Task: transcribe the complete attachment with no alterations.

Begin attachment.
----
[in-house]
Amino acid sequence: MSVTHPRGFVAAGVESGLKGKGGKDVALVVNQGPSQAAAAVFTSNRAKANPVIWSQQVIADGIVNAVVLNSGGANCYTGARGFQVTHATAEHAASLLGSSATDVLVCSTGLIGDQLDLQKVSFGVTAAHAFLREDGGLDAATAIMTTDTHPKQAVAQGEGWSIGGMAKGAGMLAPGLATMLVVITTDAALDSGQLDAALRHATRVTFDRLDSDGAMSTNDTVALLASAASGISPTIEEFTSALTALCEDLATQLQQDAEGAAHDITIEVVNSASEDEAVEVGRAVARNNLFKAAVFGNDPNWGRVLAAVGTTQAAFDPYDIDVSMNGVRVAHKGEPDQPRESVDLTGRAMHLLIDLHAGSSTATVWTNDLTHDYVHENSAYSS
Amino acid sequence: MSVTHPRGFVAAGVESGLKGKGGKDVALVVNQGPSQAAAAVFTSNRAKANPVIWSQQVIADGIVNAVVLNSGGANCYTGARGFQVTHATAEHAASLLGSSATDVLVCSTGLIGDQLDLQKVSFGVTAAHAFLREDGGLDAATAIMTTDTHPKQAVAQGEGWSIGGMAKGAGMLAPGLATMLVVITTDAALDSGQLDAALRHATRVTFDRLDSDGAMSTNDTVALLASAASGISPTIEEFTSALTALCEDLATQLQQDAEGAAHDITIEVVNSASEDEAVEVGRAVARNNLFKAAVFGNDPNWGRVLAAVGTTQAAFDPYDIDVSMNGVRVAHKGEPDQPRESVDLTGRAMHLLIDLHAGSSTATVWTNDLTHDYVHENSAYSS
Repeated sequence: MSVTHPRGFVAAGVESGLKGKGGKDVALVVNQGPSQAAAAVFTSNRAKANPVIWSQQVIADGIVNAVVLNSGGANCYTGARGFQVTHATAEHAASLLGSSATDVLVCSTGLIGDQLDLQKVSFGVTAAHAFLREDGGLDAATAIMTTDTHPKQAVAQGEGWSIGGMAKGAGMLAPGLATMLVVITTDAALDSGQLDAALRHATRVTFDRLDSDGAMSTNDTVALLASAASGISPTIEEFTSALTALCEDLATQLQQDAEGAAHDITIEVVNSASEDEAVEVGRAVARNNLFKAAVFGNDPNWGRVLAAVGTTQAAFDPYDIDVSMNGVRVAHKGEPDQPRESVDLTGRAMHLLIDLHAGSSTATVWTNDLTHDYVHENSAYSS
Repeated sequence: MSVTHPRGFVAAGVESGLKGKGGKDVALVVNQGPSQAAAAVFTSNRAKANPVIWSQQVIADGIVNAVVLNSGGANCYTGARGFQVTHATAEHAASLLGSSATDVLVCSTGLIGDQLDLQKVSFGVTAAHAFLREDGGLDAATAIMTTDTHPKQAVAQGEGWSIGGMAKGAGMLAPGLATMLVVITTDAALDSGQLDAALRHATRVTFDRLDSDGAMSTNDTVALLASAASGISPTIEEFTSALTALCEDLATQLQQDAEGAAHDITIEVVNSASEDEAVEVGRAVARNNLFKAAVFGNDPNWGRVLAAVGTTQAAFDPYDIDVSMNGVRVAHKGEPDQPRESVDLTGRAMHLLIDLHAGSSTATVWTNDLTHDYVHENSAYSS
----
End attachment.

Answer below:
[in-house]
Amino acid sequence: MSVTHPRGFVAAGVESGLKGKGGKDVALVVNQGPSQAAAAVFTSNRAKANPVIWSQQVIADGIVNAVVLNSGGANCYTGARGFQVTHATAEHAASLLGSSATDVLVCSTGLIGDQLDLQKVSFGVTAAHAFLREDGGLDAATAIMTTDTHPKQAVAQGEGWSIGGMAKGAGMLAPGLATMLVVITTDAALDSGQLDAALRHATRVTFDRLDSDGAMSTNDTVALLASAASGISPTIEEFTSALTALCEDLATQLQQDAEGAAHDITIEVVNSASEDEAVEVGRAVARNNLFKAAVFGNDPNWGRVLAAVGTTQAAFDPYDIDVSMNGVRVAHKGEPDQPRESVDLTGRAMHLLIDLHAGSSTATVWTNDLTHDYVHENSAYSS
Amino acid sequence: MSVTHPRGFVAAGVESGLKGKGGKDVALVVNQGPSQAAAAVFTSNRAKANPVIWSQQVIADGIVNAVVLNSGGANCYTGARGFQVTHATAEHAASLLGSSATDVLVCSTGLIGDQLDLQKVSFGVTAAHAFLREDGGLDAATAIMTTDTHPKQAVAQGEGWSIGGMAKGAGMLAPGLATMLVVITTDAALDSGQLDAALRHATRVTFDRLDSDGAMSTNDTVALLASAASGISPTIEEFTSALTALCEDLATQLQQDAEGAAHDITIEVVNSASEDEAVEVGRAVARNNLFKAAVFGNDPNWGRVLAAVGTTQAAFDPYDIDVSMNGVRVAHKGEPDQPRESVDLTGRAMHLLIDLHAGSSTATVWTNDLTHDYVHENSAYSS
Repeated sequence: MSVTHPRGFVAAGVESGLKGKGGKDVALVVNQGPSQAAAAVFTSNRAKANPVIWSQQVIADGIVNAVVLNSGGANCYTGARGFQVTHATAEHAASLLGSSATDVLVCSTGLIGDQLDLQKVSFGVTAAHAFLREDGGLDAATAIMTTDTHPKQAVAQGEGWSIGGMAKGAGMLAPGLATMLVVITTDAALDSGQLDAALRHATRVTFDRLDSDGAMSTNDTVALLASAASGISPTIEEFTSALTALCEDLATQLQQDAEGAAHDITIEVVNSASEDEAVEVGRAVARNNLFKAAVFGNDPNWGRVLAAVGTTQAAFDPYDIDVSMNGVRVAHKGEPDQPRESVDLTGRAMHLLIDLHAGSSTATVWTNDLTHDYVHENSAYSS
Repeated sequence: MSVTHPRGFVAAGVESGLKGKGGKDVALVVNQGPSQAAAAVFTSNRAKANPVIWSQQVIADGIVNAVVLNSGGANCYTGARGFQVTHATAEHAASLLGSSATDVLVCSTGLIGDQLDLQKVSFGVTAAHAFLREDGGLDAATAIMTTDTHPKQAVAQGEGWSIGGMAKGAGMLAPGLATMLVVITTDAALDSGQLDAALRHATRVTFDRLDSDGAMSTNDTVALLASAASGISPTIEEFTSALTALCEDLATQLQQDAEGAAHDITIEVVNSASEDEAVEVGRAVARNNLFKAAVFGNDPNWGRVLAAVGTTQAAFDPYDIDVSMNGVRVAHKGEPDQPRESVDLTGRAMHLLIDLHAGSSTATVWTNDLTHDYVHENSAYSS